"Perhaps The Mistake Was...": French President On Controversial Pension Reforms
Emmanuel Macron has faced a hailstorm of criticism after forcing the pensions law through the lower house of parliament without a vote using a controversial constitutional power.
French President Emmanuel Macron warned Sunday about far-right leader Marine Le Pen coming to power as he suggested that he should have got more involved in selling his unpopular pension reform to the country.
Speaking to Le Parisien newspaper, the 45-year-old joined others across the French political spectrum in warning about anti-immigration Le Pen being in a position to take power at the next presidential elections in 2027.
She is seen as the biggest political winner of the current turmoil in France sparked by Macron's decision to raise the retirement age, which has sparked three months of protests and strikes, as well as fears for the health of French democracy.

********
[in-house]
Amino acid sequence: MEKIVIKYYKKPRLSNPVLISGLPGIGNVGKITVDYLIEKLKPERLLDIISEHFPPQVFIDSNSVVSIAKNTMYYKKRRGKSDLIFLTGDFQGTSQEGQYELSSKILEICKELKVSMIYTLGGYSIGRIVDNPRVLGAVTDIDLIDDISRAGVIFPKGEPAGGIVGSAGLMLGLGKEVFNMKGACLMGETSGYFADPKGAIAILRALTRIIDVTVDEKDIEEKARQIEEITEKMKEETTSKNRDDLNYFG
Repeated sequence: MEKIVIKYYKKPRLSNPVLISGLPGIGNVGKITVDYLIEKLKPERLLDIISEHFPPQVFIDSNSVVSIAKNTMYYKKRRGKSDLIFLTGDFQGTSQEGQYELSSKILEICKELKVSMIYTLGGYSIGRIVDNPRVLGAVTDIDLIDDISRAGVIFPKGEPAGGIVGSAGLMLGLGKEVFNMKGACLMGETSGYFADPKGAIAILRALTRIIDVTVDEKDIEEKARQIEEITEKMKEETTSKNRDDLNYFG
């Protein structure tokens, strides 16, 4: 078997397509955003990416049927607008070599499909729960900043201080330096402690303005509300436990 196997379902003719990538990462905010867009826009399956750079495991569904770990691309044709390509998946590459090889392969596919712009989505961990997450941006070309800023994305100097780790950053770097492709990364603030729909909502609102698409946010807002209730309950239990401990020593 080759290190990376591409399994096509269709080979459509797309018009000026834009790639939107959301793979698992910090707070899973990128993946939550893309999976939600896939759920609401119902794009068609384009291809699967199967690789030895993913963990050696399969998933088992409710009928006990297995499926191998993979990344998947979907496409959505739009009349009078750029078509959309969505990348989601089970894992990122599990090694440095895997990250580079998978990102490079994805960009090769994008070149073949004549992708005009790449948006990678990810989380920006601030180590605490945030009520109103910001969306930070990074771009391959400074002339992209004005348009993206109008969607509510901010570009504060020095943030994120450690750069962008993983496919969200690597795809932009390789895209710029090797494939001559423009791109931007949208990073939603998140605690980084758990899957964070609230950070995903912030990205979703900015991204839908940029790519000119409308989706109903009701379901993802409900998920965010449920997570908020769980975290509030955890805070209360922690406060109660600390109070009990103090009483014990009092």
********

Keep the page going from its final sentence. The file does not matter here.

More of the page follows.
"Marine Le Pen will arrive (in power) if we are unable to respond to the challenges of the country and if we introduce a habit of lying or denying reality," Macron told the newspaper.
He has faced a hailstorm of criticism after forcing the pensions law through the lower house of parliament without a vote using a controversial constitutional power.
The increase in the retirement age to 64 from 62 is opposed by two-thirds of voters, according to polls, and did not appear to have a majority in parliament before Macron's government triggered article 49.3 of the constitution to ram it through.
Macron has kept a low profile since the start of the year, leaving Prime Minister Elisabeth Borne as the face of the reform.
"Perhaps the mistake was not being sufficiently present to give a substance to the reform and carry it myself," Macron added, while adding that he still had "confidence" in Borne whose job is seen as being on the line.
After signing the legislation into law earlier this month, Macron hit the road last week to meet voters in eastern and southern France where he was loudly booed and heckled.
Angry demonstrators pursued him and his ministers, banging saucepans through the week, an age-old French protest technique that is gaining in popularity.